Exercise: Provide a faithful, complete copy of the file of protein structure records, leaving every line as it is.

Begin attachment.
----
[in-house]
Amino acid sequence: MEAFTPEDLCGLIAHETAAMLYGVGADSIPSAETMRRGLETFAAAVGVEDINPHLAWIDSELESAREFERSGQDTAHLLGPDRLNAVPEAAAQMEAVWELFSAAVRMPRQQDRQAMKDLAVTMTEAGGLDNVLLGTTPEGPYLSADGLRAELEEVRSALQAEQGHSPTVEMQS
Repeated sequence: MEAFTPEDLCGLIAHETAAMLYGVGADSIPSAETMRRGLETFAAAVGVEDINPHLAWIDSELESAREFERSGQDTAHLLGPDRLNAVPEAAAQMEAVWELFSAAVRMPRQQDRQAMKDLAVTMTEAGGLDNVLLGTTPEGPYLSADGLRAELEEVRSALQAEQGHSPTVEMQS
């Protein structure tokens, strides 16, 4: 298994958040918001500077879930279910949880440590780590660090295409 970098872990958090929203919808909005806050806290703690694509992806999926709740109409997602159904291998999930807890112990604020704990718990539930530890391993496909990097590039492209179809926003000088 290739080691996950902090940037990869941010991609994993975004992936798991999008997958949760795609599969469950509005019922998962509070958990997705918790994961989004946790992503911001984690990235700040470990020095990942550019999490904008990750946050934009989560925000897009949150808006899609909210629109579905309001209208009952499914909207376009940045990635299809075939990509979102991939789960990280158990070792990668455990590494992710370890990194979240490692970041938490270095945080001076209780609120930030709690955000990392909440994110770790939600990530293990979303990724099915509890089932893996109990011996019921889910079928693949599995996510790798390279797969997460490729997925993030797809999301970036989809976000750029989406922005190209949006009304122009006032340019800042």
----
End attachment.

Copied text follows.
[in-house]
Amino acid sequence: MEAFTPEDLCGLIAHETAAMLYGVGADSIPSAETMRRGLETFAAAVGVEDINPHLAWIDSELESAREFERSGQDTAHLLGPDRLNAVPEAAAQMEAVWELFSAAVRMPRQQDRQAMKDLAVTMTEAGGLDNVLLGTTPEGPYLSADGLRAELEEVRSALQAEQGHSPTVEMQS
Repeated sequence: MEAFTPEDLCGLIAHETAAMLYGVGADSIPSAETMRRGLETFAAAVGVEDINPHLAWIDSELESAREFERSGQDTAHLLGPDRLNAVPEAAAQMEAVWELFSAAVRMPRQQDRQAMKDLAVTMTEAGGLDNVLLGTTPEGPYLSADGLRAELEEVRSALQAEQGHSPTVEMQS
């Protein structure tokens, strides 16, 4: 298994958040918001500077879930279910949880440590780590660090295409 970098872990958090929203919808909005806050806290703690694509992806999926709740109409997602159904291998999930807890112990604020704990718990539930530890391993496909990097590039492209179809926003000088 290739080691996950902090940037990869941010991609994993975004992936798991999008997958949760795609599969469950509005019922998962509070958990997705918790994961989004946790992503911001984690990235700040470990020095990942550019999490904008990750946050934009989560925000897009949150808006899609909210629109579905309001209208009952499914909207376009940045990635299809075939990509979102991939789960990280158990070792990668455990590494992710370890990194979240490692970041938490270095945080001076209780609120930030709690955000990392909440994110770790939600990530293990979303990724099915509890089932893996109990011996019921889910079928693949599995996510790798390279797969997460490729997925993030797809999301970036989809976000750029989406922005190209949006009304122009006032340019800042």